Tech

I’m Listening

Quietz!  I hearz sumpin coming...

Quietz! I hearz sumpin coming… (Photo credit: pjern)

Voice control of computers has been a dream since before Scotty tried to chat up an Apple Mac in that Star Trek film and now processing power is enabling it to be a reality even though it is still comparatively basic at the moment; even Apple’s Siri is a human-friendly front end of what is effectively a search engine.  Both Siri and Android’s voice actions allow commands to be given to the devices and although they are pretty good at recognising what you ask them to do it’s still not an artificial intelligence.

Nuance, the company that created the technology behind Siri, are working on voice recognition systems that don’t need to be told when to listen (by a tap or a voice command like “Hi Siri”, “Xbox listen” or “Computer?”).  These systems are always listening, just waiting for you to say something that it might be able to do something about; just mumble “I wonder what the weather’s going to be like at the weekend” and your phone will instantly have the weather news for you like the world’s fastest personal assistant, never having to be asked, always ready with the answer.  The idea has great potential in streamlining device use, or customizing the information shown on services like Google Now.

But how annoying could it become if you’re having a normal conversation or even talking to yourself and your phone lights up “sorry, I didn’t catch that, do you want me to find something for you?”  to which you instinctively say “no, I wasn’t talking to you.”  Even more annoying is when your phone replies “oh, well if you’re going to be like that.” and sulks for two days.

No doubt the software will eventually have ways of detecting whether there is more than one voice being heard so it can ignore questions that aren’t directed at it and just sit there making notes about what you and your friend, relative, partner or cat are talking about in case it can find something relevant should it be called upon but there could still be occasions when it may go off and search for something that it shouldn’t perhaps.  Will it apologise for getting you into an embarrassing situation based on something it heard on a tv show?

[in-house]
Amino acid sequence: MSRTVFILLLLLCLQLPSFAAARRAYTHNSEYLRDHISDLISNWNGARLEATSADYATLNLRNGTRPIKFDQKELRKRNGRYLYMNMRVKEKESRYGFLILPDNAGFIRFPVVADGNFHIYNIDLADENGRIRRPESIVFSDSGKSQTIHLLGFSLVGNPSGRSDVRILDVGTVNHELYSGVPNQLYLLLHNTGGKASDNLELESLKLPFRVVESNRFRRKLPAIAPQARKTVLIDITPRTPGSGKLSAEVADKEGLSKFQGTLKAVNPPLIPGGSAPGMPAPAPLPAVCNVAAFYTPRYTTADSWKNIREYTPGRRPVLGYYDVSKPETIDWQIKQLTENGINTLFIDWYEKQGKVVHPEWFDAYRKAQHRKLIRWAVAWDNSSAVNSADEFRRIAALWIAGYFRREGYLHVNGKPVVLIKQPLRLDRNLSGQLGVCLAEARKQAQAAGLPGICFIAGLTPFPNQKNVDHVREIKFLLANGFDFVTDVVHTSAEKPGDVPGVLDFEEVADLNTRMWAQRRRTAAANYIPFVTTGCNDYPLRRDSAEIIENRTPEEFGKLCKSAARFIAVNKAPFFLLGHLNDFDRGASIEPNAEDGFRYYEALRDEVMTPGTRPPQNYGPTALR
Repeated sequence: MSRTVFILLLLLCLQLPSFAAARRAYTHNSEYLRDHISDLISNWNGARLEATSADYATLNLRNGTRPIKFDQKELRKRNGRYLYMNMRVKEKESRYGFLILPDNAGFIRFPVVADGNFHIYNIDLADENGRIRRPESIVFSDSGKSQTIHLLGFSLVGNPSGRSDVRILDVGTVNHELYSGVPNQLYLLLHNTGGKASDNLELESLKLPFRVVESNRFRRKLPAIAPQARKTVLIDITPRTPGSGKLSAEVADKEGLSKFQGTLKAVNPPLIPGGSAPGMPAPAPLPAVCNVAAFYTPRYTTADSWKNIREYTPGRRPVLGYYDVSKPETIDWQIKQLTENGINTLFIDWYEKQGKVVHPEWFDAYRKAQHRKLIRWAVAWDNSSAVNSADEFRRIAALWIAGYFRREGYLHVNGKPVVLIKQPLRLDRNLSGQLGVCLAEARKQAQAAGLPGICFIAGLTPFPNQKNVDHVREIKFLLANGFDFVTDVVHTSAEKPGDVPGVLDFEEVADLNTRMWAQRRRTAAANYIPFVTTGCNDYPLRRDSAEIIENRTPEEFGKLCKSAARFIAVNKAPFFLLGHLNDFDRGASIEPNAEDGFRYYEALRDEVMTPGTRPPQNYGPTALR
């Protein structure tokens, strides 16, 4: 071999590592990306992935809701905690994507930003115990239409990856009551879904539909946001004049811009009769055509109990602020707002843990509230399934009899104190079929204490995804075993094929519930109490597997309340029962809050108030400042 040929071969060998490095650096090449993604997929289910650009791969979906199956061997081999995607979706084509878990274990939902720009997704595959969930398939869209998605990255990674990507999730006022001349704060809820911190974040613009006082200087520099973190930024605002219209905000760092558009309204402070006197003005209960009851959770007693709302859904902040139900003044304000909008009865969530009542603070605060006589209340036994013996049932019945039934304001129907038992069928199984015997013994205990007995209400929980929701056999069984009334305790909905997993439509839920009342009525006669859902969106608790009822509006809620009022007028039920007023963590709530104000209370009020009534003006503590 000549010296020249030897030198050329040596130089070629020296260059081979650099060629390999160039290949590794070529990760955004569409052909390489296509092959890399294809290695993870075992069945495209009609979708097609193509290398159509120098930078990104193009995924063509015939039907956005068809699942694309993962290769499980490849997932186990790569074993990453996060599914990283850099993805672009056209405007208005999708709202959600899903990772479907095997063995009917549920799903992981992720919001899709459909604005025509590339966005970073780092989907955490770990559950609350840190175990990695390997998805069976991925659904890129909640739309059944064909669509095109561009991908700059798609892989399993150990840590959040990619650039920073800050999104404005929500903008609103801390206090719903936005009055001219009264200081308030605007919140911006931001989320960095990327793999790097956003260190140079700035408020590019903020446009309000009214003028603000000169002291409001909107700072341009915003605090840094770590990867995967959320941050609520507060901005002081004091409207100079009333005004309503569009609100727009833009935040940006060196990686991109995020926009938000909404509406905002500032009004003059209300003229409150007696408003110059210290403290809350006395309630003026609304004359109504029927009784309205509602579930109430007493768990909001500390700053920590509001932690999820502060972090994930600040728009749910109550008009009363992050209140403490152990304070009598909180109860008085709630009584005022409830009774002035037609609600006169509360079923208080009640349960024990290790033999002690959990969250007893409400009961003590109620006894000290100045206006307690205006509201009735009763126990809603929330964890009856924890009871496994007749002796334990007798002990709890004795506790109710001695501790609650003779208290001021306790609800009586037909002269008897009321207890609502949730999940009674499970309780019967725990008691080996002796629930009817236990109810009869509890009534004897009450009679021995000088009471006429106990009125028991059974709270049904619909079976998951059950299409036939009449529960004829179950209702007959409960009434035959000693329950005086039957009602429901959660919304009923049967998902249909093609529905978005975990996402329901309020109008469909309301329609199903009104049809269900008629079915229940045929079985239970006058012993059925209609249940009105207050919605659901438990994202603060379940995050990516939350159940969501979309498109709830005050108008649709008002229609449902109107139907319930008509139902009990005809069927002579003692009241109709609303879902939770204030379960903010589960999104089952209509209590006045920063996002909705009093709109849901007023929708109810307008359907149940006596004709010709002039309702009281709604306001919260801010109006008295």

Of course this will have the conspiracy theorists worried that it’s sending everything you say to the government but that’s inevitable, they probably also think the government’s reading their emails too.  Now where’s my phone hiding?

[Gizmodo UK]

Standard
Tech

A Syncing Feeling

Cloud Computing Image

(Photo credit: Wikipedia)

Some may be forgiven for thinking that The Cloud was something Apple invented due to the high-profile launch of iCloud – it’s much touted system for sharing content seamlessly between iDevices and Macs – but it was a ‘thing’ long before it was an ‘iThing’.

The ubiquity of internet connectivity has enabled cloud computing to blossom in recent years.  Now there are the online file storage and sharing services like  Box, Microsoft’s Skydrive and others; cloud disk drives like that provided by Dropbox (and the upcoming file system integration of Windows Skydrive); and automatic content syncing systems like iCloud.

The ultimate goal of cloud computing is beyond such storage and syncing of files and moves all of your apps and data onto remote servers operating in a similar way to the thin-client terminals that those of us old enough remember fondly.  Google’s ChromeOS running on ChromeBook laptops are the first foray into this new world however they assume a mostly connected situation and online OSes and apps won’t be replacing Windows, MacOS and desktop apps anytime soon though their features and functionality are improving all the time.

The most useful aspect of the cloud for me so far has been syncing of data.  To be able to add an item to my to-do list on either my laptop, netbook, tablet or, using the webapp, my work laptop and know that it’ll be there when I fire up one of the other devices is a joy.  My app of choice for this is Wunderlist but others have similar functionality.  (I also use the similarly syncable Evernote for more in-depth notes).  The same is true of having files I use on the laptop synced via Microsoft’s servers to my netbook whilst being simultaneously backed-up in the cloud as well.

The future may not be entirely based in the cloud but in huge server farms cooled by Arctic fjords our data will be shuffled between our devices and shared with our friends, seamlessly and effortlessly.

And I won’t have any excuses for forgetting to do something on my to-do list.

Standard